Tag: porn star

COMING OUT LIKE A PORN STAR, to be released November 2015

The ways in which we “come out” — or DON’T — say a lot about who we are and how we are perceived.

Stories about the reactions from porn performers’ family and friends, and the ways in which we often protect ourselves through alias and discretion, present an honest look at what it’s like to work in the field of sexuality — especially within an industry so often misrepresented. While some denounce pornography as obscene, and others praise its associates brazen liberation, the actual accounts of what happens when we live with our choices off the set walk the line and offer a refreshingly honest look at the complexity of sexuality.

I’m pleased to announce COMING OUT LIKE A PORN STAR: Essays on Pornography, Protection, and Privacy will be released November 2015 from ThreeL Media. Thank you everyone who submitted stories — over 50 in total, making this one of the largest collections of porn performers’ voices in print! Official book website in progress: ComingOutLikeaPornStar.com.

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National Coming Out Day!

by Jiz Lee on / Goals and Ideas, Queer Porn

Happy National Coming Out Day!

I’m going to be writing this loosely as I have had an amazing weekend with some sweet new lovers and while I wont kiss and tell too much, I will say that I have had 48 hours of orgasmic bliss and hardcore loving, and am still reeling from the affection. I’m now home after all that and have had a nice cup of sake and hopped online to surf the web a bit and remembered thanks to an amazing network of friends that today (as it is nearing 2am) is National Coming Out Day!

I am out about many things, and being out is a process that is often a daily occurrence. Being queer in a number of circles means being open that I love having sex with queer cisgender men. I love frisky genitalia of all kinds. In other circles, it means I’m not a vegetarian. (Seriously. Why does everyone think that?)

I’m also genderqueer. I feel gender-neutral throughout most of my day. I was assigned and socialized female, yet don’t quite feel I belong with most women. When I identified as transgender a few years back I quickly realized that becoming male was not my calling, and then discovered the word genderqueer which for now is a fluid, non-conforming and safe space for me to exist and express myself as I am. It’s also a daily process confronting pre-conceived notions that I am a “girl”. I reply with a smiley face and something non-confrontational in hopes that I don’t off-put the persons’ well intentions. However I do want to be clear that I don’t feel that way about myself. And when I’m addressed in a way that does feel right, it makes all the difference!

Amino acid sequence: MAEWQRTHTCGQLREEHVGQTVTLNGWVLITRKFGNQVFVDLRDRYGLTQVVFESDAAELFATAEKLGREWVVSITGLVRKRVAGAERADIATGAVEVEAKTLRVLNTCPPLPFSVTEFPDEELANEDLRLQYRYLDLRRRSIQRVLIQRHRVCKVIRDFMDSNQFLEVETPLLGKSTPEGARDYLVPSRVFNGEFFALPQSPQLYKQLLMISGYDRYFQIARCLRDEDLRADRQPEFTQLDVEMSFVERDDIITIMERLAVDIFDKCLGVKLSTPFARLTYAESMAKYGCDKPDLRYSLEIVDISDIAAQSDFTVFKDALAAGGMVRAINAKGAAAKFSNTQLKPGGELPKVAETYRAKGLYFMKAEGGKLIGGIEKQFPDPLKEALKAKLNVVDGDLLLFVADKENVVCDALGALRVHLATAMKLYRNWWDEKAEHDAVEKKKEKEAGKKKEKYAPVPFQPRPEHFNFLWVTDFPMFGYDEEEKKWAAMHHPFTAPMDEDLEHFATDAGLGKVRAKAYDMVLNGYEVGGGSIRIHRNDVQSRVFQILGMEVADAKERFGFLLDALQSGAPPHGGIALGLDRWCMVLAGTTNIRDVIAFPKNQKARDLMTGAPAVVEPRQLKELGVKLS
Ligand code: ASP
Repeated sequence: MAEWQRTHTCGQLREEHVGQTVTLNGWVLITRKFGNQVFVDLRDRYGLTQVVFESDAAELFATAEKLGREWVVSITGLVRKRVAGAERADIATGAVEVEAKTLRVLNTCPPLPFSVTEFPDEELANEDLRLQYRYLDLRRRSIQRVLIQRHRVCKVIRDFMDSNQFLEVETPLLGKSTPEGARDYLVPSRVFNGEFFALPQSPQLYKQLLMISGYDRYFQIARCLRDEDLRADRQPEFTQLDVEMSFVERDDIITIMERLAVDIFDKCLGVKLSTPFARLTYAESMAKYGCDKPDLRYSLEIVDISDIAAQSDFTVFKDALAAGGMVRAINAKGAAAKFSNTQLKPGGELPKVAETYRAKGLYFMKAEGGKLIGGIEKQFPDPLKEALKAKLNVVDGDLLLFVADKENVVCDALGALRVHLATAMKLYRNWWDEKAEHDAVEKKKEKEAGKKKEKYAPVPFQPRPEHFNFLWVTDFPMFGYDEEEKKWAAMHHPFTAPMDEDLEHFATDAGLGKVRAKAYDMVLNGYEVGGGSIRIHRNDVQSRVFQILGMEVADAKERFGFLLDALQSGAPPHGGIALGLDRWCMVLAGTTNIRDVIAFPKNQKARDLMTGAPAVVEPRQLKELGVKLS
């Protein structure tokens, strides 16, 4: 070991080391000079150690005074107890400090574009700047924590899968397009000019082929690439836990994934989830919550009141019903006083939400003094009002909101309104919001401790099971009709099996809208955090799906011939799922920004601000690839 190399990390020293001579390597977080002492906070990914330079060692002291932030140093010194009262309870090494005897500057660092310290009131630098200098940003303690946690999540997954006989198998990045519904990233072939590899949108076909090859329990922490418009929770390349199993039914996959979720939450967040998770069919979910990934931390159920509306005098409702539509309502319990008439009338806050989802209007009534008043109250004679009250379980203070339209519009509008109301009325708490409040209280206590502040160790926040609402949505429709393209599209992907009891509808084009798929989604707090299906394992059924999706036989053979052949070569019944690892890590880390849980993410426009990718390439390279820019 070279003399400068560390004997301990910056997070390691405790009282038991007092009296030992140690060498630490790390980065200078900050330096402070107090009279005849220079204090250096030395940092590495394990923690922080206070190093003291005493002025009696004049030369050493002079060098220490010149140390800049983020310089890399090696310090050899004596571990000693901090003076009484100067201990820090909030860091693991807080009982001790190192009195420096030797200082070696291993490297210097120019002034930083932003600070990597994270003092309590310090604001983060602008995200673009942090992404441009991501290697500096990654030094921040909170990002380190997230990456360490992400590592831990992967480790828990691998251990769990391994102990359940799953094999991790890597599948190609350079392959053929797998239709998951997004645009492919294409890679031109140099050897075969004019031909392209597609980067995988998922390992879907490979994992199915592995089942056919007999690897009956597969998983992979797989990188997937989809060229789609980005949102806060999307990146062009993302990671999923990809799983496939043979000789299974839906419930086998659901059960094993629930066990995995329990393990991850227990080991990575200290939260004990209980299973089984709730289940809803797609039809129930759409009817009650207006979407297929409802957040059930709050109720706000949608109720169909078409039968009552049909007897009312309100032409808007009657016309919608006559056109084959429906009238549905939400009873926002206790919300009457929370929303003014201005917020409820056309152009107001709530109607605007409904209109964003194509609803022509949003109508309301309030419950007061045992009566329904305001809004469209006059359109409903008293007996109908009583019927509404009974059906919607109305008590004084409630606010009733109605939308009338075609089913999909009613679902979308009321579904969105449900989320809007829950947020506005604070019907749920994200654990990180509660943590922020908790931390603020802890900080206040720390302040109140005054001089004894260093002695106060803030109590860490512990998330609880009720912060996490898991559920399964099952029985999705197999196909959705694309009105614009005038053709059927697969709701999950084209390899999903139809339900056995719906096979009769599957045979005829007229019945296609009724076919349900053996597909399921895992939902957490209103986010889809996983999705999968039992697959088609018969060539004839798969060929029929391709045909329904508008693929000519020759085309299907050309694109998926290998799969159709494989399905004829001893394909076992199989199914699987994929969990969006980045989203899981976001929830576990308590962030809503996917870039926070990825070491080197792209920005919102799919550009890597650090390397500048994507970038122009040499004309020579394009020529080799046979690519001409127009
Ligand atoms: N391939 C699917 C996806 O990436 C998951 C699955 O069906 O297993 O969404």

I recently sat down to dinner with my father and came out to him about sex work and being genderqueer. (He already knew about my being queer and later about being polyamorous.)  The talk went amazingly well, and I was in tears feeling grateful to have a dad who was so open-minded to accept me. And call me gender-neutral, though he wondered how I got so “radical”. We talked about pornography, gender pronouns “them” and “they”, and I shared with him my going to Berlin to shoot with Cheryl Dunye and my awards that I won at the Feminist Porn Awards in Toronto and my Best New Web Star nomination at AVN. Things which have happened in the last five years, and things I withheld from him in fear he would be judgmental. Quite the opposite, he was curious. I told him about the works of Tony Comstock and he took out his iPhone to note the name of directors I love such as Shine Louise Houston.

He told me that if I “further the genre”, he’s proud of me.

I would be lying if I said I wasn’t holding back tears as I type this. It just feels so damn good to have acceptance from my dad. And going back home recently was golden: spending time with my family, eating a lot, playing rotten guava wars as we hiked my favorite waterfalls, burning as I fell asleep buck-naked under a hot sun, long-boarding in Lahaina with my dad, brother and his water-loving surfer-baby (my nephew), and good friend during a surf session in a bath-water  temperature ocean glowing under a hot-pink sunset. I only had 7 precious days to live it up, and promised to come home more often.

Coming out is complicated. Whether it be a matter of passing and not-passing, assertion, or validation, it takes courage and strength to be vocal.

If there are three things I can say now for National Coming Out Day, quite simply: I’m genderqueer, I’m polyamorous, and I’m a sex worker.

I’m also coming out that I’m trying better to assert these things. Because like any relationship, whether it’s to your loved ones, your family, and especially yourself, coming out is worth it.

What are you?

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